Martin, Linda Marie. “Material Minds and Modern Fiction: The Psychology of Sexual Difference in West, Stein, and Woolf”, PhD, Boston College, 2017. http://hdl.handle.net/2345/bc-ir:107625.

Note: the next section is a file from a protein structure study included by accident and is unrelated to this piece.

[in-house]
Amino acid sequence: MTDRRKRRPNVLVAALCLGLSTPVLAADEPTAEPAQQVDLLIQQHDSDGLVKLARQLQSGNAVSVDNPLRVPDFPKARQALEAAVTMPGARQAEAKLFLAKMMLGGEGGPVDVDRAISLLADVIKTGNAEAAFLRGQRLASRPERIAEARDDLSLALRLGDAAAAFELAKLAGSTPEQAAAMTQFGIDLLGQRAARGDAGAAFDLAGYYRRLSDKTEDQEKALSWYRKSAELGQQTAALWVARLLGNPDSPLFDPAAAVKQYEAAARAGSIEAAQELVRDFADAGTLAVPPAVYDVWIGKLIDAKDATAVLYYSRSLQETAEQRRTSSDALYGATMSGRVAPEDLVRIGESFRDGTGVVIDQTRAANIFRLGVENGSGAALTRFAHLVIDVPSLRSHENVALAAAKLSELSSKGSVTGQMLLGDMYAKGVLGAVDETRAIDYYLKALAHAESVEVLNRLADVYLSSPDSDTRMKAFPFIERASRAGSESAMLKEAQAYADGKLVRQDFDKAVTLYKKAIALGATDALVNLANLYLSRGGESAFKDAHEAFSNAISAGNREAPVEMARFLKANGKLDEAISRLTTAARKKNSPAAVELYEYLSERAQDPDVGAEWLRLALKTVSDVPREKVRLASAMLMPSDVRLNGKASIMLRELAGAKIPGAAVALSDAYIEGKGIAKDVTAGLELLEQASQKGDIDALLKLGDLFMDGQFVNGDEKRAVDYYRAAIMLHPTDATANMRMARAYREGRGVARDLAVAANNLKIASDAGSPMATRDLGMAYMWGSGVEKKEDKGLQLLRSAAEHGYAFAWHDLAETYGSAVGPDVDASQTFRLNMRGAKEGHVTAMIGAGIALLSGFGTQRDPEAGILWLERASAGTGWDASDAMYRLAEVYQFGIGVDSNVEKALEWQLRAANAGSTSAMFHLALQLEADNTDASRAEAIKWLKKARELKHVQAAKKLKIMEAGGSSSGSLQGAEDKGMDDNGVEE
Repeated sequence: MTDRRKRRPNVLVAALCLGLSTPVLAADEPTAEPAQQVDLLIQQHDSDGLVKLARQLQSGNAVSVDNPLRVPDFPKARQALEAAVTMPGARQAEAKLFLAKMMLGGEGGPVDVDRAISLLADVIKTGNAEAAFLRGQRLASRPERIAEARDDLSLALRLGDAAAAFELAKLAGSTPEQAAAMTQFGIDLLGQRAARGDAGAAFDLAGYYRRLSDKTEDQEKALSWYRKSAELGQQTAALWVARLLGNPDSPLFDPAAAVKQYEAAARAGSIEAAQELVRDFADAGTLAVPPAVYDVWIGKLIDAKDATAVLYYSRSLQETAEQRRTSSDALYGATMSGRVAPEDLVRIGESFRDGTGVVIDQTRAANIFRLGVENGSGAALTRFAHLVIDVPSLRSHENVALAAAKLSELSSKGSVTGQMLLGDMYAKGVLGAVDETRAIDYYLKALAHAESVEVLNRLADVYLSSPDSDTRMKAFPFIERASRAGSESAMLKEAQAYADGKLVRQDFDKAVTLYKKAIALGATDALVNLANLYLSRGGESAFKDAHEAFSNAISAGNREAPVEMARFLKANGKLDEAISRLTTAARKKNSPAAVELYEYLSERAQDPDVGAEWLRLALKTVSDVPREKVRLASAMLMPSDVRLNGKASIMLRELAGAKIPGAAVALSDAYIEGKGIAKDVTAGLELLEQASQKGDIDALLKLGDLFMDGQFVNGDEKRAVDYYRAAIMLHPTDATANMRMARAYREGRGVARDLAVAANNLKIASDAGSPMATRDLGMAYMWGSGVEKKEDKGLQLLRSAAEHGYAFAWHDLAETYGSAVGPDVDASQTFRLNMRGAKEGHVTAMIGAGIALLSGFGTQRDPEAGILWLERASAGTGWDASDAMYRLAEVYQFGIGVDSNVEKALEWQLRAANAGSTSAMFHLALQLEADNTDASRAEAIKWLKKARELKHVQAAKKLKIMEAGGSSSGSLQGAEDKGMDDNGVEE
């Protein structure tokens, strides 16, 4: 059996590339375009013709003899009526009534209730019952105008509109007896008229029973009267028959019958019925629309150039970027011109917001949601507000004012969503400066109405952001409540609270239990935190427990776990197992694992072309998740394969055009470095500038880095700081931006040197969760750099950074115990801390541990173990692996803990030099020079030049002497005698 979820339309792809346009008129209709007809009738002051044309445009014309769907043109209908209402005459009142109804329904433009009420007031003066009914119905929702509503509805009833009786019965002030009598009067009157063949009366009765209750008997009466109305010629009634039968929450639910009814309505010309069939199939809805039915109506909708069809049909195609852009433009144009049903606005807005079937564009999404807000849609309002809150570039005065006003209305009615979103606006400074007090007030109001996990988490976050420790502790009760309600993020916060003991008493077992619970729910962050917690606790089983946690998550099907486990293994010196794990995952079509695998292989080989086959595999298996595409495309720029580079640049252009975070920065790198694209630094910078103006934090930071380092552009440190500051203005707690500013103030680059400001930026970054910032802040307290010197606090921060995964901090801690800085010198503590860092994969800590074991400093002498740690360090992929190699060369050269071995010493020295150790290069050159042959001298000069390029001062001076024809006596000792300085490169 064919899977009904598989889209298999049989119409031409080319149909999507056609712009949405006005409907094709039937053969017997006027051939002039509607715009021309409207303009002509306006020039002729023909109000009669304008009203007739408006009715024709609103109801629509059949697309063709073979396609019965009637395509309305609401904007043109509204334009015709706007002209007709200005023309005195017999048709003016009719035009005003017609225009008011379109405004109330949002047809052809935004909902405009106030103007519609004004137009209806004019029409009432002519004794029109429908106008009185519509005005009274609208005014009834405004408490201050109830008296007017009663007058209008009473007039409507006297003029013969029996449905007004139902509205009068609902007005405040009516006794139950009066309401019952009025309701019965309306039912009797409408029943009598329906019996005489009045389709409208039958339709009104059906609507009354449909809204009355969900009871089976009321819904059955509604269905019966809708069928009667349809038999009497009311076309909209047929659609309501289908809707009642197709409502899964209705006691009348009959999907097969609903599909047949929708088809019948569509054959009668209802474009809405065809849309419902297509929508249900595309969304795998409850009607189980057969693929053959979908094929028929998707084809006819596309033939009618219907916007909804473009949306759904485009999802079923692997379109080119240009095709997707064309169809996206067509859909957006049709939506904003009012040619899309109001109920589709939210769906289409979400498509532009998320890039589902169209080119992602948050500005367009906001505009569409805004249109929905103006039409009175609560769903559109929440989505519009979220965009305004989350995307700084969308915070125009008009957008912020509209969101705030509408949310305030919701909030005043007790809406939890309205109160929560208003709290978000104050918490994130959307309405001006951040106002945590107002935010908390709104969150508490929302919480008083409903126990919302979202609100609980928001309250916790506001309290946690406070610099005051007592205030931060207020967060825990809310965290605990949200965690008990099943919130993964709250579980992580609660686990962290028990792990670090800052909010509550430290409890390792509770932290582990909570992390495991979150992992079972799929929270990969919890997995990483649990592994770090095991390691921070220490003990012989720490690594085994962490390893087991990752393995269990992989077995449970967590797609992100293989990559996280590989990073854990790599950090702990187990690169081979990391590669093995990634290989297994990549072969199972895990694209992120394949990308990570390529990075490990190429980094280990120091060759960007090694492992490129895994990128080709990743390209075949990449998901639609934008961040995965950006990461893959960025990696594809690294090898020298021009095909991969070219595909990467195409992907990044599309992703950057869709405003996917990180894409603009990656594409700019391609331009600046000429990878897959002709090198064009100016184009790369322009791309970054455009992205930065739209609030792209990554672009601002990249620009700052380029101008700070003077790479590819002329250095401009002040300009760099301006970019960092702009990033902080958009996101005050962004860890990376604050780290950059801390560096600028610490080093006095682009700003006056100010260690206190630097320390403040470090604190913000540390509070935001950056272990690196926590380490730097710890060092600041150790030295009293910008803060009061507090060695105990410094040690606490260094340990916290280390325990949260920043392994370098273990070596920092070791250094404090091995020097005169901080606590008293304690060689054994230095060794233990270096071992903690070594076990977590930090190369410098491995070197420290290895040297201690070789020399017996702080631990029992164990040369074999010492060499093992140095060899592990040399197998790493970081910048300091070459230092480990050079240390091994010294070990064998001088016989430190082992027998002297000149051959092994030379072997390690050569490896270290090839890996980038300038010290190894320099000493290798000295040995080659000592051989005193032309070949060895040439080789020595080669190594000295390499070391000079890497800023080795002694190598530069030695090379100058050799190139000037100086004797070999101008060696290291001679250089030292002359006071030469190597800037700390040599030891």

"Material Minds and Modern Fiction" examines how modern women writers adapt discourses from experimental psychology in their fiction to confront the politicized issue of psychological sexual difference. Debates regarding the concept of the “gendered brain” were fundamental to the early twentieth-century women’s movement in Great Britain and the United States: defenders of the anti-suffrage and antifeminist position used the supposedly inherent differences between men and women’s brains to justify the denial of rights, whereas equality feminists insisted on the innate sameness of the human mind to bolster their claim to equal sociopolitical access. My dissertation attests that Rebecca West, Gertrude Stein, and Virginia Woolf draw on experimental-psychological theory in their literary works in a way that unsettles the premises of this debate, developing literary discourses that acknowledge psychological disparities between men and women without conceding to gender essentialism. Emerging at the end of the nineteenth century, experimental psychology was a disciplinary approach to psychological study that theorized cognition as a physiological process to be studied using the empiricist methodology of the natural sciences. The material mind—the idea that the human mind is no more or less than the human brain—was a foundational concept in the field. Employing an interdisciplinary method, my dissertation shows that experimental-psychological theory enabled modern women authors to approach the issue of gendered brains from a materialist perspective that maintained the equality-feminist claim to parity. West, Stein, and Woolf draw on diverse strands of experimental-psychological thought to craft distinctive aesthetic strategies that position sexual difference as the product of inequitable environmental exposures or social conditioning rather than an immutable feature of psychic life. My project testifies to the prominence of experimental-psychological theory in the modern era as well as the diversity of psychological schools that fall within its rubric. A recovery project of sorts, my chapters position the theories offered by modern experimental-psychological researchers as inextricably bound to expressions of feminism in modern fiction, serving as adaptable discourses for women writers seeking to use their literary medium to deconstruct the ideology of gender essentialism.